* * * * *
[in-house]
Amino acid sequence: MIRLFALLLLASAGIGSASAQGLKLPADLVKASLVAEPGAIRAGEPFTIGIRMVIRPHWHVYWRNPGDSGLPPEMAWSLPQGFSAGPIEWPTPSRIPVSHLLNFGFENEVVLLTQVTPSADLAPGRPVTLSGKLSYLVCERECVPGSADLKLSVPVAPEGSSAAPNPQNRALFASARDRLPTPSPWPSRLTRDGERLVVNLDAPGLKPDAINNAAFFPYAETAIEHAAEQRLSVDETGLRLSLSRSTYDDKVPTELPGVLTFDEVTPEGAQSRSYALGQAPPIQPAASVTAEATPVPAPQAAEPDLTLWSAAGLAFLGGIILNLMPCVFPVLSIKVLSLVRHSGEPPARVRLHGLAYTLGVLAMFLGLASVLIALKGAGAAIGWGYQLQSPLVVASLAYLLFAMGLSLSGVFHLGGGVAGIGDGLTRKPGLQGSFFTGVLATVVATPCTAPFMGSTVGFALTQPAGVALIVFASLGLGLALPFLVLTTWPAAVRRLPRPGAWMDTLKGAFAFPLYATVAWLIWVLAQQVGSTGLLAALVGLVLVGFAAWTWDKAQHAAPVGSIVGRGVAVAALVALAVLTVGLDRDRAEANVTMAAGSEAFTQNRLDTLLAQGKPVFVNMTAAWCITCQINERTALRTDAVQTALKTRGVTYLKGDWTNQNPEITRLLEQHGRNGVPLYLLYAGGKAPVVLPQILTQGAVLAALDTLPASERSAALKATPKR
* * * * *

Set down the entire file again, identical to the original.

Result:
[in-house]
Amino acid sequence: MIRLFALLLLASAGIGSASAQGLKLPADLVKASLVAEPGAIRAGEPFTIGIRMVIRPHWHVYWRNPGDSGLPPEMAWSLPQGFSAGPIEWPTPSRIPVSHLLNFGFENEVVLLTQVTPSADLAPGRPVTLSGKLSYLVCERECVPGSADLKLSVPVAPEGSSAAPNPQNRALFASARDRLPTPSPWPSRLTRDGERLVVNLDAPGLKPDAINNAAFFPYAETAIEHAAEQRLSVDETGLRLSLSRSTYDDKVPTELPGVLTFDEVTPEGAQSRSYALGQAPPIQPAASVTAEATPVPAPQAAEPDLTLWSAAGLAFLGGIILNLMPCVFPVLSIKVLSLVRHSGEPPARVRLHGLAYTLGVLAMFLGLASVLIALKGAGAAIGWGYQLQSPLVVASLAYLLFAMGLSLSGVFHLGGGVAGIGDGLTRKPGLQGSFFTGVLATVVATPCTAPFMGSTVGFALTQPAGVALIVFASLGLGLALPFLVLTTWPAAVRRLPRPGAWMDTLKGAFAFPLYATVAWLIWVLAQQVGSTGLLAALVGLVLVGFAAWTWDKAQHAAPVGSIVGRGVAVAALVALAVLTVGLDRDRAEANVTMAAGSEAFTQNRLDTLLAQGKPVFVNMTAAWCITCQINERTALRTDAVQTALKTRGVTYLKGDWTNQNPEITRLLEQHGRNGVPLYLLYAGGKAPVVLPQILTQGAVLAALDTLPASERSAALKATPKR